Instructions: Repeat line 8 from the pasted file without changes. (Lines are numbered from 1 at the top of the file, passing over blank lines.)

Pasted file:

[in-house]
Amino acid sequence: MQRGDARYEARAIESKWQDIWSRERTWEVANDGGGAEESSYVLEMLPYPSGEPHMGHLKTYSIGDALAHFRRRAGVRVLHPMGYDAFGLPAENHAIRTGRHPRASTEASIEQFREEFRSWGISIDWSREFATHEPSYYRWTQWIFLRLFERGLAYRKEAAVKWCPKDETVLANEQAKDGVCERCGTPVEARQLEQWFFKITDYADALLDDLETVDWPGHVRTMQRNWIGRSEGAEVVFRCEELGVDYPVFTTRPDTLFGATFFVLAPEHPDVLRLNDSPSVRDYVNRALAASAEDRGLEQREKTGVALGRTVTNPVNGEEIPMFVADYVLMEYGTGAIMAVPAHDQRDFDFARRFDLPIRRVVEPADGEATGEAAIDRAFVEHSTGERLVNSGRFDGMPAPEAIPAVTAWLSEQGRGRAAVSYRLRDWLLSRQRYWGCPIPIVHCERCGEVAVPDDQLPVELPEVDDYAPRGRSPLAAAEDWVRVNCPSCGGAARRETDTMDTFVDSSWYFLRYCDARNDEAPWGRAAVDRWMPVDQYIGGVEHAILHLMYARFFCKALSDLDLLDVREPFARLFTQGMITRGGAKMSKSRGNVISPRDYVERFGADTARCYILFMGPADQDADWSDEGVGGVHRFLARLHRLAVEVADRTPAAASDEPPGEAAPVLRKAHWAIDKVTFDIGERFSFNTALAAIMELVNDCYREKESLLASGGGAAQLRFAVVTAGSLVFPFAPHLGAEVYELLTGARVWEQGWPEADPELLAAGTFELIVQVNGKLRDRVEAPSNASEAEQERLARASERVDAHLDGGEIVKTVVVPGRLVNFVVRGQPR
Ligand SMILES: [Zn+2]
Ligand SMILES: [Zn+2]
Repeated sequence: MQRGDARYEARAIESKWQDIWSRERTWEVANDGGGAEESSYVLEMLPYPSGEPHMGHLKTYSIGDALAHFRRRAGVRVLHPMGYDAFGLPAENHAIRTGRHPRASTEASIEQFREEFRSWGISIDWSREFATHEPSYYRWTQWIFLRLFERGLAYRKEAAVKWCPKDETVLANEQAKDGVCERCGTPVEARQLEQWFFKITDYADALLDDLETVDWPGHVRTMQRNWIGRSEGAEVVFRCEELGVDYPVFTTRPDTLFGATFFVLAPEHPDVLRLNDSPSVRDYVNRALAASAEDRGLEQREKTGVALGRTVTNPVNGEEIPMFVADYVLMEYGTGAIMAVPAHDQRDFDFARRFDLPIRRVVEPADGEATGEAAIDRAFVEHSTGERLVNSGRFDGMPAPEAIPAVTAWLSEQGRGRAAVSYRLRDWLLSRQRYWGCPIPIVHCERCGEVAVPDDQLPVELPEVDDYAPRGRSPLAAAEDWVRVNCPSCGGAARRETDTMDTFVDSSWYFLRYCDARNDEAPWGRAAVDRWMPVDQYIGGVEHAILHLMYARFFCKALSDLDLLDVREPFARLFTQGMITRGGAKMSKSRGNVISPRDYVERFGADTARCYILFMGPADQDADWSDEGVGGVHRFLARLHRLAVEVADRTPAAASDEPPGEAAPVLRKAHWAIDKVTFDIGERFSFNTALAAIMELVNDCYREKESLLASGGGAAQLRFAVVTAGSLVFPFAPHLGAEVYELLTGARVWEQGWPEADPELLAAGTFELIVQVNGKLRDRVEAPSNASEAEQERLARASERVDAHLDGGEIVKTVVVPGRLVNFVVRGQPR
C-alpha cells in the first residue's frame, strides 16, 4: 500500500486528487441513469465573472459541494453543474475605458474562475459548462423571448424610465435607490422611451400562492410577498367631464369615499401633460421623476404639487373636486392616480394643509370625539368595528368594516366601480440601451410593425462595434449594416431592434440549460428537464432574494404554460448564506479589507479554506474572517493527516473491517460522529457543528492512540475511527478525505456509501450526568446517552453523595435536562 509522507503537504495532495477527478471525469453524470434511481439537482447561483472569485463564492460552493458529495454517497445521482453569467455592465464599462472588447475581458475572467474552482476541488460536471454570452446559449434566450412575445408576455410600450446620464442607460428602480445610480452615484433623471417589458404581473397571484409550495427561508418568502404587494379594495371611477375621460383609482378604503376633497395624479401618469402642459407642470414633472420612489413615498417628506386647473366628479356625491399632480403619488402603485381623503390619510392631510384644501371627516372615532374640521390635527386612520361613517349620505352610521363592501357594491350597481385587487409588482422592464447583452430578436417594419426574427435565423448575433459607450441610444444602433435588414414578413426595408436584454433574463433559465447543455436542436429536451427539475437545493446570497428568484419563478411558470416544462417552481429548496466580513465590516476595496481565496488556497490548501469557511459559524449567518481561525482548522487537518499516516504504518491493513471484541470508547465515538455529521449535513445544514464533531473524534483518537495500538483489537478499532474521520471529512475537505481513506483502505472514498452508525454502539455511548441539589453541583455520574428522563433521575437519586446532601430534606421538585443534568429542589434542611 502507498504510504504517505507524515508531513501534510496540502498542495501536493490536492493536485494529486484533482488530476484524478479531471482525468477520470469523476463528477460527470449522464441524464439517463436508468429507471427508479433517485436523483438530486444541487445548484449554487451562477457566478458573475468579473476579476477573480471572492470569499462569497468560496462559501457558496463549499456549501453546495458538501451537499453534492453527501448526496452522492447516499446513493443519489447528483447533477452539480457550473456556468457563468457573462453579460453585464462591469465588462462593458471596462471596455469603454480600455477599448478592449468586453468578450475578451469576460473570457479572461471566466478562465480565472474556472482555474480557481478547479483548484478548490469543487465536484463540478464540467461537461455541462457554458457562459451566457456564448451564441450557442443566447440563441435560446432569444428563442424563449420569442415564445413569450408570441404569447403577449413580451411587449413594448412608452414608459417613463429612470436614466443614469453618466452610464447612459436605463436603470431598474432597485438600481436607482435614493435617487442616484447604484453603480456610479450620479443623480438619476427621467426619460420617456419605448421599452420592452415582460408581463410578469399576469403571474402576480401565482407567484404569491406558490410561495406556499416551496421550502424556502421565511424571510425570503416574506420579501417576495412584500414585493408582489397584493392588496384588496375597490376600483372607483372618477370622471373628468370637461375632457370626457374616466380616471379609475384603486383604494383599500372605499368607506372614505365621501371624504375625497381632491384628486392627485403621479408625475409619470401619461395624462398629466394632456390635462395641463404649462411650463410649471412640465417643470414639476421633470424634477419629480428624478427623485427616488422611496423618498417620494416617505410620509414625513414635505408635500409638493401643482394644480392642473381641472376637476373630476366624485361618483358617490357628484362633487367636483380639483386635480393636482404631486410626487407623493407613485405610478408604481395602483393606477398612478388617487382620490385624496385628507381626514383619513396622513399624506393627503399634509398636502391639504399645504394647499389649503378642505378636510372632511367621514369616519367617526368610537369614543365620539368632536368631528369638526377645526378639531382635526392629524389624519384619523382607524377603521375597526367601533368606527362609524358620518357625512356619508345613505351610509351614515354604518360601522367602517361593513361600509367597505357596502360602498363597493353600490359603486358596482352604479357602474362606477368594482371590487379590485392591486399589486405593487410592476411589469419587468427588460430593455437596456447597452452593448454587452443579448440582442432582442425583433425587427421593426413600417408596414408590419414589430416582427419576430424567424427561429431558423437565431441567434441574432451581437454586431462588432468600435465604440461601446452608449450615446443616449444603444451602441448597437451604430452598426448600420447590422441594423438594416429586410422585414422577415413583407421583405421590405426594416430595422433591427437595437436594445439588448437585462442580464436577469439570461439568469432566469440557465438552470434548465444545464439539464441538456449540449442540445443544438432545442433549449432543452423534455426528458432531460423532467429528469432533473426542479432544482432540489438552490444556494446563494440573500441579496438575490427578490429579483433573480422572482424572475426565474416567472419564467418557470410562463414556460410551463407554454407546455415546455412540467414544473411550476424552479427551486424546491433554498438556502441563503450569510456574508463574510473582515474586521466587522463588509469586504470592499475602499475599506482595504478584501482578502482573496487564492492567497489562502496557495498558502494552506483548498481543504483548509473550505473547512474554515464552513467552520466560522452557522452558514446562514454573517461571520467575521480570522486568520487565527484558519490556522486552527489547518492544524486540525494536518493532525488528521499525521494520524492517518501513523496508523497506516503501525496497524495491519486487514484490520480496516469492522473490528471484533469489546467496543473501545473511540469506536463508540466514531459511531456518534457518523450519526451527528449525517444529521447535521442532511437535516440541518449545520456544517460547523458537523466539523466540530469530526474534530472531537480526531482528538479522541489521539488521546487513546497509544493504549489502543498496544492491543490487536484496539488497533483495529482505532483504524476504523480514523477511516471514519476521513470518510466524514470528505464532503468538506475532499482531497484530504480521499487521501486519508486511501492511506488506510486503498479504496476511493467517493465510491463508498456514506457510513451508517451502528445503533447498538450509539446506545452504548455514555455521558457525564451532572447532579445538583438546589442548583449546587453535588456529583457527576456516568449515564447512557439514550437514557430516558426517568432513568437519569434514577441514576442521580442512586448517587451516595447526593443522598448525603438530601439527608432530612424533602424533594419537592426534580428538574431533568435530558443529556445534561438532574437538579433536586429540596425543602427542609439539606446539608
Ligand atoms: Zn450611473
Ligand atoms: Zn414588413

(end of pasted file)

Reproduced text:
Ligand atoms: Zn414588413